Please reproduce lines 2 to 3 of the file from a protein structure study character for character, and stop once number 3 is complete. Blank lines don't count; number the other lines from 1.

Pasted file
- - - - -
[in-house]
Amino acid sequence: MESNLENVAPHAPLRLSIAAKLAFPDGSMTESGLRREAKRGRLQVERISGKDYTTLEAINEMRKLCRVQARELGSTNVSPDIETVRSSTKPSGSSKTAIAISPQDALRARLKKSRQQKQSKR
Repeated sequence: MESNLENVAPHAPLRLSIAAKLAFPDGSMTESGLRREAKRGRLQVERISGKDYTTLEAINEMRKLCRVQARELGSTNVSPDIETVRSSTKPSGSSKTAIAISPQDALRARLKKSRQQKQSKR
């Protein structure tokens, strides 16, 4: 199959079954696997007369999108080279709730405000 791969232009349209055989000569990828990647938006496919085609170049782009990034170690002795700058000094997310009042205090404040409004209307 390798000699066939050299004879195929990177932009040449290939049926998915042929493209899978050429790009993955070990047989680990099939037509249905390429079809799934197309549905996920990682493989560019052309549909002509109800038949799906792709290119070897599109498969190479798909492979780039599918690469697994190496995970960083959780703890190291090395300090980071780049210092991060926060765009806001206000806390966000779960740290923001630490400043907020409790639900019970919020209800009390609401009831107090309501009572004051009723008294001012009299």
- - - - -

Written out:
Amino acid sequence: MESNLENVAPHAPLRLSIAAKLAFPDGSMTESGLRREAKRGRLQVERISGKDYTTLEAINEMRKLCRVQARELGSTNVSPDIETVRSSTKPSGSSKTAIAISPQDALRARLKKSRQQKQSKR
Repeated sequence: MESNLENVAPHAPLRLSIAAKLAFPDGSMTESGLRREAKRGRLQVERISGKDYTTLEAINEMRKLCRVQARELGSTNVSPDIETVRSSTKPSGSSKTAIAISPQDALRARLKKSRQQKQSKR